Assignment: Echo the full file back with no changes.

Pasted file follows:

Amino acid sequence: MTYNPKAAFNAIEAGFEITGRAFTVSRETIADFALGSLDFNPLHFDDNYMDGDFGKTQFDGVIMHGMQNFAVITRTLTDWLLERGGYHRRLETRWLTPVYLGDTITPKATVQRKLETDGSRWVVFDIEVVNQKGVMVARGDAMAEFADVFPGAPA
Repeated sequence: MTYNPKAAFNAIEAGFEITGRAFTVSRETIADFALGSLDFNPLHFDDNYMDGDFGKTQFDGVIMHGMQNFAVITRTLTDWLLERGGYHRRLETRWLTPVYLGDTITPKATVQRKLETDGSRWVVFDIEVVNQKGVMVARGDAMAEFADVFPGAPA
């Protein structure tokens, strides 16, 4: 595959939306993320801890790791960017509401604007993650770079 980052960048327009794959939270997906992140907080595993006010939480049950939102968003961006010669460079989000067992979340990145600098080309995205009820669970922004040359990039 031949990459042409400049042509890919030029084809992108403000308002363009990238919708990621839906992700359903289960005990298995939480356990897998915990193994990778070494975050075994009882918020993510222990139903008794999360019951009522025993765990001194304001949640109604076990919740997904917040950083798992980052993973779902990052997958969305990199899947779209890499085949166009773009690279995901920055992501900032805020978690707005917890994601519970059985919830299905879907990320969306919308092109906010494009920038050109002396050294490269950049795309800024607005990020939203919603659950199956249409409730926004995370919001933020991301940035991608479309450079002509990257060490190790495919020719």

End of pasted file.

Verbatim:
Amino acid sequence: MTYNPKAAFNAIEAGFEITGRAFTVSRETIADFALGSLDFNPLHFDDNYMDGDFGKTQFDGVIMHGMQNFAVITRTLTDWLLERGGYHRRLETRWLTPVYLGDTITPKATVQRKLETDGSRWVVFDIEVVNQKGVMVARGDAMAEFADVFPGAPA
Repeated sequence: MTYNPKAAFNAIEAGFEITGRAFTVSRETIADFALGSLDFNPLHFDDNYMDGDFGKTQFDGVIMHGMQNFAVITRTLTDWLLERGGYHRRLETRWLTPVYLGDTITPKATVQRKLETDGSRWVVFDIEVVNQKGVMVARGDAMAEFADVFPGAPA
């Protein structure tokens, strides 16, 4: 595959939306993320801890790791960017509401604007993650770079 980052960048327009794959939270997906992140907080595993006010939480049950939102968003961006010669460079989000067992979340990145600098080309995205009820669970922004040359990039 031949990459042409400049042509890919030029084809992108403000308002363009990238919708990621839906992700359903289960005990298995939480356990897998915990193994990778070494975050075994009882918020993510222990139903008794999360019951009522025993765990001194304001949640109604076990919740997904917040950083798992980052993973779902990052997958969305990199899947779209890499085949166009773009690279995901920055992501900032805020978690707005917890994601519970059985919830299905879907990320969306919308092109906010494009920038050109002396050294490269950049795309800024607005990020939203919603659950199956249409409730926004995370919001933020991301940035991608479309450079002509990257060490190790495919020719």